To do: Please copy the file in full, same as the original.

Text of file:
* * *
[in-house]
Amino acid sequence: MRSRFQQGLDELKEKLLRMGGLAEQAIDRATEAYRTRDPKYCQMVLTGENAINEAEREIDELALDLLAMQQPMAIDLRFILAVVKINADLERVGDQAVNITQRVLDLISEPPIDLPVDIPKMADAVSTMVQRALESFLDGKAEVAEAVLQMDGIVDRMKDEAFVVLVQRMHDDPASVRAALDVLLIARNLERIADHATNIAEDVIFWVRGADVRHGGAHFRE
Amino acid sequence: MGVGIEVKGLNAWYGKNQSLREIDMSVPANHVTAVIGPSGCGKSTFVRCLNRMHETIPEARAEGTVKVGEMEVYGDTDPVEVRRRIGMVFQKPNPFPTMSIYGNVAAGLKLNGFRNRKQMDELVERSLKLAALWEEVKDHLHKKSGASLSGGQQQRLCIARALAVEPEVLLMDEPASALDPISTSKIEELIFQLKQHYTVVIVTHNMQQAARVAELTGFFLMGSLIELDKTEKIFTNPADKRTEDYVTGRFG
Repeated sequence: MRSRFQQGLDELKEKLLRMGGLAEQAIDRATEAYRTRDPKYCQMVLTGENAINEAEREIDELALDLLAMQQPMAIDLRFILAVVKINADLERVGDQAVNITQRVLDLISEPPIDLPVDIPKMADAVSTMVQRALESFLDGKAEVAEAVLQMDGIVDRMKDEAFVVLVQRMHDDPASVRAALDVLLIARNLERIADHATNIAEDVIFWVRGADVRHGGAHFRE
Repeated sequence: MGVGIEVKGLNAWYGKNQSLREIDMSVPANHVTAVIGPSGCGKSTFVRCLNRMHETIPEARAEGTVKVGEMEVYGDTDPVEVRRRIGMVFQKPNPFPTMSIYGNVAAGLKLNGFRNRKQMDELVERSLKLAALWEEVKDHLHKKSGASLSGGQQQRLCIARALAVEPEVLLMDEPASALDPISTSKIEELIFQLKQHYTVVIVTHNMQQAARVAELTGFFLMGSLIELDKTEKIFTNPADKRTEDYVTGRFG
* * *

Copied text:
[in-house]
Amino acid sequence: MRSRFQQGLDELKEKLLRMGGLAEQAIDRATEAYRTRDPKYCQMVLTGENAINEAEREIDELALDLLAMQQPMAIDLRFILAVVKINADLERVGDQAVNITQRVLDLISEPPIDLPVDIPKMADAVSTMVQRALESFLDGKAEVAEAVLQMDGIVDRMKDEAFVVLVQRMHDDPASVRAALDVLLIARNLERIADHATNIAEDVIFWVRGADVRHGGAHFRE
Amino acid sequence: MGVGIEVKGLNAWYGKNQSLREIDMSVPANHVTAVIGPSGCGKSTFVRCLNRMHETIPEARAEGTVKVGEMEVYGDTDPVEVRRRIGMVFQKPNPFPTMSIYGNVAAGLKLNGFRNRKQMDELVERSLKLAALWEEVKDHLHKKSGASLSGGQQQRLCIARALAVEPEVLLMDEPASALDPISTSKIEELIFQLKQHYTVVIVTHNMQQAARVAELTGFFLMGSLIELDKTEKIFTNPADKRTEDYVTGRFG
Repeated sequence: MRSRFQQGLDELKEKLLRMGGLAEQAIDRATEAYRTRDPKYCQMVLTGENAINEAEREIDELALDLLAMQQPMAIDLRFILAVVKINADLERVGDQAVNITQRVLDLISEPPIDLPVDIPKMADAVSTMVQRALESFLDGKAEVAEAVLQMDGIVDRMKDEAFVVLVQRMHDDPASVRAALDVLLIARNLERIADHATNIAEDVIFWVRGADVRHGGAHFRE
Repeated sequence: MGVGIEVKGLNAWYGKNQSLREIDMSVPANHVTAVIGPSGCGKSTFVRCLNRMHETIPEARAEGTVKVGEMEVYGDTDPVEVRRRIGMVFQKPNPFPTMSIYGNVAAGLKLNGFRNRKQMDELVERSLKLAALWEEVKDHLHKKSGASLSGGQQQRLCIARALAVEPEVLLMDEPASALDPISTSKIEELIFQLKQHYTVVIVTHNMQQAARVAELTGFFLMGSLIELDKTEKIFTNPADKRTEDYVTGRFG